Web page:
For number three in my series on creative spaces at home, I visit Vancouver’s Joy Hanser, full time commercial and studio artist.
Joy herself, her home and her studio speak of the storied artistic personality, one that thrives under sky lights in sloped ceilings, negotiates nooks and crannies housing unique objects, and flourishes amidst walls displaying varied artistic expressions.
She is undaunted that her creative space adjacent to her kitchen, boasts a washing machine, shower and a Jacuzzi tub. While others may call it a sizable laundry/bath room where she also paints, for Hanser, it is first and foremost “my studio,” where she simply moves paintings to access any of its facilities, and has done so for twelve years.
Joy enthusiastically describes her studio’s benefits as: “Numerous! I couldn’t consider working in a studio outside my home. If I am cooking, I can stop for a fresh look at my current work. If I am not happy with progress, I can close the door on it. I can come and go anytime.”
“All my art references are at home: books, photos, computer, objects, for access at will. Also, as I go about my home and find incidentals that trigger a potential for incorporation into my visual language, I can just tuck it into one of my storage bins.”
Joy’s location is beyond range for The Drift, the Vancouver East Culture Crawl, likewise Artists in Your Midst, but she is a member of ARTforce Collective, with whom she has exhibited and is considering showing with a group of her work-colleagues. She takes part in Artful Sundays at Britannia Community Centre, other community exhibiting opportunities and submits proposals to published calls for artists, so she makes only one space adaptation, that of meeting her clients at convenient locations for sales and discussions.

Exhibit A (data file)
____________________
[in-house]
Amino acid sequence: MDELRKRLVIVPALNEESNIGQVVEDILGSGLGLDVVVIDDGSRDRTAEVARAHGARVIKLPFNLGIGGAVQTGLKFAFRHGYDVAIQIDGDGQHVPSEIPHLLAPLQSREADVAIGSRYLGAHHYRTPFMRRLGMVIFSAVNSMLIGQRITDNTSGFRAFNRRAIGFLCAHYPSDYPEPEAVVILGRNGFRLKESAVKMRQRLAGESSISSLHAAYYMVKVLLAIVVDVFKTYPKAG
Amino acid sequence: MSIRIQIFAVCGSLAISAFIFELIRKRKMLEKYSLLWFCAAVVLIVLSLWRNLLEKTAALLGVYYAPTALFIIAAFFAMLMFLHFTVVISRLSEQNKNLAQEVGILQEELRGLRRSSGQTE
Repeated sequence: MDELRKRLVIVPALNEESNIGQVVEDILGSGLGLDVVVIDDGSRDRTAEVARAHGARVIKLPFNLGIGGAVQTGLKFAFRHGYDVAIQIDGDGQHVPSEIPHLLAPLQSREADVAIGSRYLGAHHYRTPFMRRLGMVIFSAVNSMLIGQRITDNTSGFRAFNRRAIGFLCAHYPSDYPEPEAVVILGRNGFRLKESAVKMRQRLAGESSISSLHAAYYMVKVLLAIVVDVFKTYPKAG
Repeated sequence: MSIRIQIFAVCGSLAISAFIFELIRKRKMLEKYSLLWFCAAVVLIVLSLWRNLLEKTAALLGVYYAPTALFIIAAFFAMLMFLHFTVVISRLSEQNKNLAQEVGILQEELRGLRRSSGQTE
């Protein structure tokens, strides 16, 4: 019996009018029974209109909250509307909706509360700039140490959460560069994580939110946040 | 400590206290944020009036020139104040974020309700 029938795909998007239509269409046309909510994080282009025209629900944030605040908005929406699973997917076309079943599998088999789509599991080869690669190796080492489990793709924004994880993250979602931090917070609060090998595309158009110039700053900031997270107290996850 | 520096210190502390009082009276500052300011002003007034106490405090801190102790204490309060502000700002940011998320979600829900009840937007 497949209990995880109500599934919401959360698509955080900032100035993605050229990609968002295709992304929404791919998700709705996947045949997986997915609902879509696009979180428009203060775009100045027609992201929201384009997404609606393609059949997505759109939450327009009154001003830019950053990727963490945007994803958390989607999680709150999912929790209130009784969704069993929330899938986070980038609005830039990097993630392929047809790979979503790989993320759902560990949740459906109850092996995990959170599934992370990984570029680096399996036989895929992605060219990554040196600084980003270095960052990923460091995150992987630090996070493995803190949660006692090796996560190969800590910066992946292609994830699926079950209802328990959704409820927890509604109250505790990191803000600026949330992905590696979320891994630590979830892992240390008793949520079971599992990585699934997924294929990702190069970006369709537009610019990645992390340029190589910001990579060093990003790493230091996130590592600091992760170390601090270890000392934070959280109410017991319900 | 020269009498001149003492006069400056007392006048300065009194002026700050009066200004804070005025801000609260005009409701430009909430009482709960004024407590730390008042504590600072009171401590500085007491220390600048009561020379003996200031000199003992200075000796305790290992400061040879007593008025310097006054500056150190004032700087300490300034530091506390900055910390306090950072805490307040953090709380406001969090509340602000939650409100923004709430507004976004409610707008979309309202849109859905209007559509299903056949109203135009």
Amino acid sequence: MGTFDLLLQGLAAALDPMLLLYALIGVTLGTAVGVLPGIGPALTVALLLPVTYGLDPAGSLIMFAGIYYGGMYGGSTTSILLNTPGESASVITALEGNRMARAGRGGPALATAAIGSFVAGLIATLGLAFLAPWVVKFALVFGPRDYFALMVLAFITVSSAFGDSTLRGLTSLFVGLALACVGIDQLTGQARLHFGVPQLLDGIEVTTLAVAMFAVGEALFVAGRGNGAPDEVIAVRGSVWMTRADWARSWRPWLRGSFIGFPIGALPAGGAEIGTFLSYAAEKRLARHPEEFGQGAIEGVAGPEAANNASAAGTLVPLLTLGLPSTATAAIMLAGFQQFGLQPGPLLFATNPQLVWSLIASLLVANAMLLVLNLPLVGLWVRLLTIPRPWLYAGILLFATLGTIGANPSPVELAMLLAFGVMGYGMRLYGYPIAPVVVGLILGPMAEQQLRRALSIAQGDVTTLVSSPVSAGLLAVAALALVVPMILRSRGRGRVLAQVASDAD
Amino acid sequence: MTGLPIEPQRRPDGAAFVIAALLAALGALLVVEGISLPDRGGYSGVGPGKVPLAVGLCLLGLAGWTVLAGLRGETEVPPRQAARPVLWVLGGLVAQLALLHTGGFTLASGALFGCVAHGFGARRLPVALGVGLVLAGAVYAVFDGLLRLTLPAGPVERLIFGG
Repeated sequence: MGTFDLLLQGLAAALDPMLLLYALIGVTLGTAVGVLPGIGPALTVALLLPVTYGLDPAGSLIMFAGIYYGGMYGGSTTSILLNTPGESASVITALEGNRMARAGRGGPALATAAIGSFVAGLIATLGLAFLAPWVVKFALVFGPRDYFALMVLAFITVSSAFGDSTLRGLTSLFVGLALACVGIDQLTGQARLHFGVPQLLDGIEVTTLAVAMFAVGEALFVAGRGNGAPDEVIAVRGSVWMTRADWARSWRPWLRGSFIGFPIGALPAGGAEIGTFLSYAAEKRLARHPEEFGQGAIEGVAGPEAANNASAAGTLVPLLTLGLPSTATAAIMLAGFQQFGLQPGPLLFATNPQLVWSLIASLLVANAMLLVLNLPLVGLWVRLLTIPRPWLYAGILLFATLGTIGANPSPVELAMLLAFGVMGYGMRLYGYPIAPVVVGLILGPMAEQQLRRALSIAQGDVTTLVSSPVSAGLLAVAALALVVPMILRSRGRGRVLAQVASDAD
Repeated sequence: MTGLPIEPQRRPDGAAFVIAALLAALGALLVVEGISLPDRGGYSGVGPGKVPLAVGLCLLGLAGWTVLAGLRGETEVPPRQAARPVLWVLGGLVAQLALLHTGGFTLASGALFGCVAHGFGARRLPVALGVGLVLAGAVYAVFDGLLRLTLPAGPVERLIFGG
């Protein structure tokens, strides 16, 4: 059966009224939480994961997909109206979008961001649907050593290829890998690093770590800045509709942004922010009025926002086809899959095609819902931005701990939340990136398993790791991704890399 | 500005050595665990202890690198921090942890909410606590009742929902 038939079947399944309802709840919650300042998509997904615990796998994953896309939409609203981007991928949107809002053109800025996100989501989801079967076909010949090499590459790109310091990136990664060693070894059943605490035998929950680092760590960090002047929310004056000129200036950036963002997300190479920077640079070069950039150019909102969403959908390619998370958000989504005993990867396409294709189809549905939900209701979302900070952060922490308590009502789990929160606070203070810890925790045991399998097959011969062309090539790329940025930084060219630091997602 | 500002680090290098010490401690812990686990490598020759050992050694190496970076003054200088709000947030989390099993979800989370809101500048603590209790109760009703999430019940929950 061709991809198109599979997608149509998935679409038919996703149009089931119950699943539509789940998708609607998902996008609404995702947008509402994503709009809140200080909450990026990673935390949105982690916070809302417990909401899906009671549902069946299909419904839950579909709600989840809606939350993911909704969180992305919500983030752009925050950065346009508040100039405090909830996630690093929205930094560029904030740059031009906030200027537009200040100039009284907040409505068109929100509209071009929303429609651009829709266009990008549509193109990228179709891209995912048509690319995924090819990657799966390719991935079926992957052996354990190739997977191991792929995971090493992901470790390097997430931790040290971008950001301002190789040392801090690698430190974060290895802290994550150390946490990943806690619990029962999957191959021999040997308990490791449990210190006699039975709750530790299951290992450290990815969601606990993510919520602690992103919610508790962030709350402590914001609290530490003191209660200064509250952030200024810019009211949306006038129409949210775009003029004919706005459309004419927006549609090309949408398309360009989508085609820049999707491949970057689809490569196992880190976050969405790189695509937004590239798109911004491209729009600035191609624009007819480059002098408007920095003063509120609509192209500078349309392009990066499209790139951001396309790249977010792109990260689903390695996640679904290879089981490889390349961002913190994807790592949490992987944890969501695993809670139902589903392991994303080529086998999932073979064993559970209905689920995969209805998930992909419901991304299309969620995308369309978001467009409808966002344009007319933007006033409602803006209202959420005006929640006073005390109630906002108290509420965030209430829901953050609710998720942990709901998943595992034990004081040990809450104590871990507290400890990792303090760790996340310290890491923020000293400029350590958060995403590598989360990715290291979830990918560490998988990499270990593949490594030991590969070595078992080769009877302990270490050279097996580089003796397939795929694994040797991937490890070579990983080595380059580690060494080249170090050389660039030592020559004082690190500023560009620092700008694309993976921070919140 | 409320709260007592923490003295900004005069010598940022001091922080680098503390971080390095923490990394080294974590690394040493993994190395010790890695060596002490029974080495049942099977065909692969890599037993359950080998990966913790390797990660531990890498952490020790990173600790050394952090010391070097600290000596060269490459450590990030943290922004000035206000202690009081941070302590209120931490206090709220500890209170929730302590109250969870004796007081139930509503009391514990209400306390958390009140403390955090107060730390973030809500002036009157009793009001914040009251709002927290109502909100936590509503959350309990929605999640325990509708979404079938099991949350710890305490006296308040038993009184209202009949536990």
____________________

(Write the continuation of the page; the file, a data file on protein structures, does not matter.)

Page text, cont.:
The commercial aspect of Hanser’s works include faux finishes, murals, movie set painting, decorative painting and commissions, but her studio work is her passion, where she primarily uses acrylics, and oil pastels to achieve her tactile surfaces on canvas. She also draws in both pencil and ink, does portraiture in soft pastels and paints into her collages. She started work on her In Transit series of paintings in 2008, where superficially, she talks about the environmental aspect of taking public transit instead of driving her car. More, “This theme has depth and teases me into exploring the transitory moment, the sense of quickly passing time.”
Broadly, Joy’s studio works vary in size from very small to thirty by forty inches, and she plans a thirty-six by forty-eight inch piece, that can be easily managed in her space.
As to whether there is family impact on her practice, Joy chuckles, saying, “There are many artists in my family. My father was a draftsman, my mother was a potter, one sister is a practicing artist and my daughter is a graphic designer, so it is support for, not impact on my practice.”
I find myself relating to Joy’s enthusiasm and her described situations. I see that it is more the attitude of the artist towards the work space, rather than the fact of size or dedication of space, that makes the difference in whether a home studio works or not. Joy’s does, indeed.